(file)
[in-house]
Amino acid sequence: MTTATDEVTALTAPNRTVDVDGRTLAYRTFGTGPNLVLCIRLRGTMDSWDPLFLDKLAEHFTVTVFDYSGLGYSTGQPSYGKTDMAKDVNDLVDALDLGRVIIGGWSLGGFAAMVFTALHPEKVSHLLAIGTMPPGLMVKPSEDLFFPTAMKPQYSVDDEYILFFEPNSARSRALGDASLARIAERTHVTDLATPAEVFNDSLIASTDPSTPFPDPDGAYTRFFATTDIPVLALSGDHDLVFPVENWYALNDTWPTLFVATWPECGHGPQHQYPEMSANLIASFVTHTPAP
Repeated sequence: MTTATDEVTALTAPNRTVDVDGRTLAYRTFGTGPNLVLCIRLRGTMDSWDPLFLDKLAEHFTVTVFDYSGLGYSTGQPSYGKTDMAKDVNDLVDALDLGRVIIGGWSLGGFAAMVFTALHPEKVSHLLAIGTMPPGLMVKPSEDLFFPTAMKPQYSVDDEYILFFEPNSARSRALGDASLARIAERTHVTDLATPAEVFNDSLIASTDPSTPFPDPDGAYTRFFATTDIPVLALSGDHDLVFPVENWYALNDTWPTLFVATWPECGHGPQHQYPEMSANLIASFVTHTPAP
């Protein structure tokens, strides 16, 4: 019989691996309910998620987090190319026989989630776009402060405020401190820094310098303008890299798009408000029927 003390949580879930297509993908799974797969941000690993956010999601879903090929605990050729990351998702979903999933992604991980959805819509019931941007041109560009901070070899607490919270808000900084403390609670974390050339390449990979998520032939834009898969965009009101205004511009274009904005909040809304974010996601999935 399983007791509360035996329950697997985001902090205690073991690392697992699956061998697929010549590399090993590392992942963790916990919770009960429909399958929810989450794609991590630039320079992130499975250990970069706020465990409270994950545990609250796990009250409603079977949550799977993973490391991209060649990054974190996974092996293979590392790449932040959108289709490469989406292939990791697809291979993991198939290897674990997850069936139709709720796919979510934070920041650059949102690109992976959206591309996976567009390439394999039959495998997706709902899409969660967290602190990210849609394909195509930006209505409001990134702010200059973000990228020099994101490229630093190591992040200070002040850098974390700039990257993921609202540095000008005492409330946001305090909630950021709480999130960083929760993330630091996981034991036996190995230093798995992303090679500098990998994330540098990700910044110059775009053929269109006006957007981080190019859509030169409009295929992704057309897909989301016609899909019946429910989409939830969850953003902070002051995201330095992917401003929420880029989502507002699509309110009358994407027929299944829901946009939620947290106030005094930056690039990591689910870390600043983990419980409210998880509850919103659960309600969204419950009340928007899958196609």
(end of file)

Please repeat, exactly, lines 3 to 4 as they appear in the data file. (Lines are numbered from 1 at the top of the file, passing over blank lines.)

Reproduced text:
Repeated sequence: MTTATDEVTALTAPNRTVDVDGRTLAYRTFGTGPNLVLCIRLRGTMDSWDPLFLDKLAEHFTVTVFDYSGLGYSTGQPSYGKTDMAKDVNDLVDALDLGRVIIGGWSLGGFAAMVFTALHPEKVSHLLAIGTMPPGLMVKPSEDLFFPTAMKPQYSVDDEYILFFEPNSARSRALGDASLARIAERTHVTDLATPAEVFNDSLIASTDPSTPFPDPDGAYTRFFATTDIPVLALSGDHDLVFPVENWYALNDTWPTLFVATWPECGHGPQHQYPEMSANLIASFVTHTPAP
């Protein structure tokens, strides 16, 4: 019989691996309910998620987090190319026989989630776009402060405020401190820094310098303008890299798009408000029927 003390949580879930297509993908799974797969941000690993956010999601879903090929605990050729990351998702979903999933992604991980959805819509019931941007041109560009901070070899607490919270808000900084403390609670974390050339390449990979998520032939834009898969965009009101205004511009274009904005909040809304974010996601999935 399983007791509360035996329950697997985001902090205690073991690392697992699956061998697929010549590399090993590392992942963790916990919770009960429909399958929810989450794609991590630039320079992130499975250990970069706020465990409270994950545990609250796990009250409603079977949550799977993973490391991209060649990054974190996974092996293979590392790449932040959108289709490469989406292939990791697809291979993991198939290897674990997850069936139709709720796919979510934070920041650059949102690109992976959206591309996976567009390439394999039959495998997706709902899409969660967290602190990210849609394909195509930006209505409001990134702010200059973000990228020099994101490229630093190591992040200070002040850098974390700039990257993921609202540095000008005492409330946001305090909630950021709480999130960083929760993330630091996981034991036996190995230093798995992303090679500098990998994330540098990700910044110059775009053929269109006006957007981080190019859509030169409009295929992704057309897909989301016609899909019946429910989409939830969850953003902070002051995201330095992917401003929420880029989502507002699509309110009358994407027929299944829901946009939620947290106030005094930056690039990591689910870390600043983990419980409210998880509850919103659960309600969204419950009340928007899958196609």